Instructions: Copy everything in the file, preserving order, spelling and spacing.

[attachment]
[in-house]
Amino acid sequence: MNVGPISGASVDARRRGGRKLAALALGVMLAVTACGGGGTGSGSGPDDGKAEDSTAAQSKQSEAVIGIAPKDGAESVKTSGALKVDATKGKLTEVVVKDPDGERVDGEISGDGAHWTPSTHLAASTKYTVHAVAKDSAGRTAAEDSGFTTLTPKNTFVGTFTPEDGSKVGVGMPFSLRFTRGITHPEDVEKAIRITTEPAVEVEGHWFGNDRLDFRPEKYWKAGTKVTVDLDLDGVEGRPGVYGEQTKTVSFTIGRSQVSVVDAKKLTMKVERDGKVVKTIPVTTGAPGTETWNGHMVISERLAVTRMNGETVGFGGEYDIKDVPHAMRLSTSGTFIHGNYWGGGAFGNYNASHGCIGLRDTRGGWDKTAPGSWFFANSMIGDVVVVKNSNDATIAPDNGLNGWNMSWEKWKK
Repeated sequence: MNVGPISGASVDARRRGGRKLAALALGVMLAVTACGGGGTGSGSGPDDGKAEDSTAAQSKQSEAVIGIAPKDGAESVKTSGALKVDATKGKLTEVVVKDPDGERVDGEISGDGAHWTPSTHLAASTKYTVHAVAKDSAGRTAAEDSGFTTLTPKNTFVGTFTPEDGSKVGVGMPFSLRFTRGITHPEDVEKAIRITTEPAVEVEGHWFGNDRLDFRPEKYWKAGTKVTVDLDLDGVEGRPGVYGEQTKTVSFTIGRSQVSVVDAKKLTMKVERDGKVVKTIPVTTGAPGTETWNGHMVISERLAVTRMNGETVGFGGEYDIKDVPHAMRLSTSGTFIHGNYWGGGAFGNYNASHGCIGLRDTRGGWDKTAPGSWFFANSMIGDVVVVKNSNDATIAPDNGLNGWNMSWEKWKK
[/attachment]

[in-house]
Amino acid sequence: MNVGPISGASVDARRRGGRKLAALALGVMLAVTACGGGGTGSGSGPDDGKAEDSTAAQSKQSEAVIGIAPKDGAESVKTSGALKVDATKGKLTEVVVKDPDGERVDGEISGDGAHWTPSTHLAASTKYTVHAVAKDSAGRTAAEDSGFTTLTPKNTFVGTFTPEDGSKVGVGMPFSLRFTRGITHPEDVEKAIRITTEPAVEVEGHWFGNDRLDFRPEKYWKAGTKVTVDLDLDGVEGRPGVYGEQTKTVSFTIGRSQVSVVDAKKLTMKVERDGKVVKTIPVTTGAPGTETWNGHMVISERLAVTRMNGETVGFGGEYDIKDVPHAMRLSTSGTFIHGNYWGGGAFGNYNASHGCIGLRDTRGGWDKTAPGSWFFANSMIGDVVVVKNSNDATIAPDNGLNGWNMSWEKWKK
Repeated sequence: MNVGPISGASVDARRRGGRKLAALALGVMLAVTACGGGGTGSGSGPDDGKAEDSTAAQSKQSEAVIGIAPKDGAESVKTSGALKVDATKGKLTEVVVKDPDGERVDGEISGDGAHWTPSTHLAASTKYTVHAVAKDSAGRTAAEDSGFTTLTPKNTFVGTFTPEDGSKVGVGMPFSLRFTRGITHPEDVEKAIRITTEPAVEVEGHWFGNDRLDFRPEKYWKAGTKVTVDLDLDGVEGRPGVYGEQTKTVSFTIGRSQVSVVDAKKLTMKVERDGKVVKTIPVTTGAPGTETWNGHMVISERLAVTRMNGETVGFGGEYDIKDVPHAMRLSTSGTFIHGNYWGGGAFGNYNASHGCIGLRDTRGGWDKTAPGSWFFANSMIGDVVVVKNSNDATIAPDNGLNGWNMSWEKWKK